Noctua NH-P1 CPU Cooler Specifications
Height 158 millimeters
Width 154 millimeters
Depth 152 millimeters
Weight 1180g
Supported sockets Intel: LGA1700, LGA1200, LGA1156, LGA1155, LGA1151, LGA1150, LGA2066, LGA2011-0 and LGA2011-3 (square ILM)

AMD: AM4, AM2, AM2+, AM3, AM3+, FM1, FM2, FM2+ (backplate required)

guarantee 6 years
Price $110

Packing and package

The NH-P1 comes in a well-designed cardboard box, following the same simple artwork that Noctua uses for almost all of its products. It’s a sleek design, focused on providing as much information as possible rather than striking colors to grab attention. The sheer size of the package suggests that the NH-P1 is nothing like any air cooler we’ve seen before. Inside the box, we found the cooler very well protected under overlapping layers of thick cardboard packaging. The supplied mounting hardware and additional items are in a smaller, compartmentalized cardboard box.

Besides the typical mounting hardware needed to mount the NH-P1 on a CPU socket, Noctua also provides a nice screwdriver, a tube of NT-H2 thermal grease and a metal case badge. And, while perhaps sacrilegious to what is supposed to be an all-passive cooler, there are also two wire mounts for installing a fan, should the user ever wish to do so.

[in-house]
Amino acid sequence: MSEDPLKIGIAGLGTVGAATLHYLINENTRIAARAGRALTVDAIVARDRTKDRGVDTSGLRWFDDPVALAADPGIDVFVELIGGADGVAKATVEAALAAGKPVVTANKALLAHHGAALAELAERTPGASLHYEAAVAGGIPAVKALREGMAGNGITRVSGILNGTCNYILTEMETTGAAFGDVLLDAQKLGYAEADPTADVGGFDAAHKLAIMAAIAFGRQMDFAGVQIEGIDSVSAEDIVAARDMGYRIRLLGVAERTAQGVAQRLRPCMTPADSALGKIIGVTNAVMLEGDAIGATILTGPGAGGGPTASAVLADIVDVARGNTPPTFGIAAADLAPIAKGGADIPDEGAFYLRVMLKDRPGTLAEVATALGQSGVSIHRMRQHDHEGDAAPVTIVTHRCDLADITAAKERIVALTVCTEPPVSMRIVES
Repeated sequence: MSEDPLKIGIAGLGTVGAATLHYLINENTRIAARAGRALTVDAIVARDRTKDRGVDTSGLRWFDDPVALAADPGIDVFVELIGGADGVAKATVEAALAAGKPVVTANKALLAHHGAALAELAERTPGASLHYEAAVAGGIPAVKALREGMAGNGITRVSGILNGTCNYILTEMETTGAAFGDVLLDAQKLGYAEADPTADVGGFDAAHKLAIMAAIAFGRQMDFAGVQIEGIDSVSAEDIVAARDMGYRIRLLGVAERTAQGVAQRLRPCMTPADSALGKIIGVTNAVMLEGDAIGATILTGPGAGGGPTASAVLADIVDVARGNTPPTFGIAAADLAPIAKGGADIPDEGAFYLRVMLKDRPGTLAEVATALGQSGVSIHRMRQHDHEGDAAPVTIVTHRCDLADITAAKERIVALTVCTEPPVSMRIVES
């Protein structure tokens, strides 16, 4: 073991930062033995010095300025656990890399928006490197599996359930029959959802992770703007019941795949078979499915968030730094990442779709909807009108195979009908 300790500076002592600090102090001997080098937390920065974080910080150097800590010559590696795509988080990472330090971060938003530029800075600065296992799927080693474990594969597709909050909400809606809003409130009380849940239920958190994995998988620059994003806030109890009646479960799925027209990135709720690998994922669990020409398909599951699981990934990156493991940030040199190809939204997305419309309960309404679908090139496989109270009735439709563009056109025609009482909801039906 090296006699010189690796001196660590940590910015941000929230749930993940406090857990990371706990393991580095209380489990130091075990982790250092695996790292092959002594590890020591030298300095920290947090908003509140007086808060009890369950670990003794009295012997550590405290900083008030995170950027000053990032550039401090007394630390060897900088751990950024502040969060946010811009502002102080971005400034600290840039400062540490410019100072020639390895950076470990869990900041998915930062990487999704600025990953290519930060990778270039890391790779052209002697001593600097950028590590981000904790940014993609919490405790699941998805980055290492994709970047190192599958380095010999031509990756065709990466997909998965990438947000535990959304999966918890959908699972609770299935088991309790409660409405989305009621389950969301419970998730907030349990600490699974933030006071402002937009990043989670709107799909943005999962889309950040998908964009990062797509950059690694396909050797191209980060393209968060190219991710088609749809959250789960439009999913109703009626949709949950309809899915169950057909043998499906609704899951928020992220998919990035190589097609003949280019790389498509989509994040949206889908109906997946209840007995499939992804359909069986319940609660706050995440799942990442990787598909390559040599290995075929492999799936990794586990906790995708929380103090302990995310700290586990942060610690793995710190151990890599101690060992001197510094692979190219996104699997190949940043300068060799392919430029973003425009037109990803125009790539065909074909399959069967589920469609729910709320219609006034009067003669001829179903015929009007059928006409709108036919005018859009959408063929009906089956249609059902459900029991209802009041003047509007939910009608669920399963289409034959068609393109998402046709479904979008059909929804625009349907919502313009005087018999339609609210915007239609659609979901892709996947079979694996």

The Noctua NH-P1 CPU Cooler

One glance at the Noctua NH-P1 is enough for anyone to realize that this is no ordinary CPU cooler. For starters, the proportions of NH-P1 are huge beyond comparison. At 15.8cm x 15.4cm x 15.2cm (essentially a 6.5-inch cube), the NH-P1 dwarfs typical tower coolers – which are already quite large – taking in around three times the volume of a a fully assembled NH-U12S. And its 1.18 kg weight makes it heavier than some laptops.

Considering both the size and the nature of the NH-P1, it is linked to compatibility issues with systems and cases, as well as limited compatibility with processors. For this, Noctua provides detailed compatibility charts including both system parts and PC casesto help buyers get a better idea in advance of where the plus-size passive cooler might fit.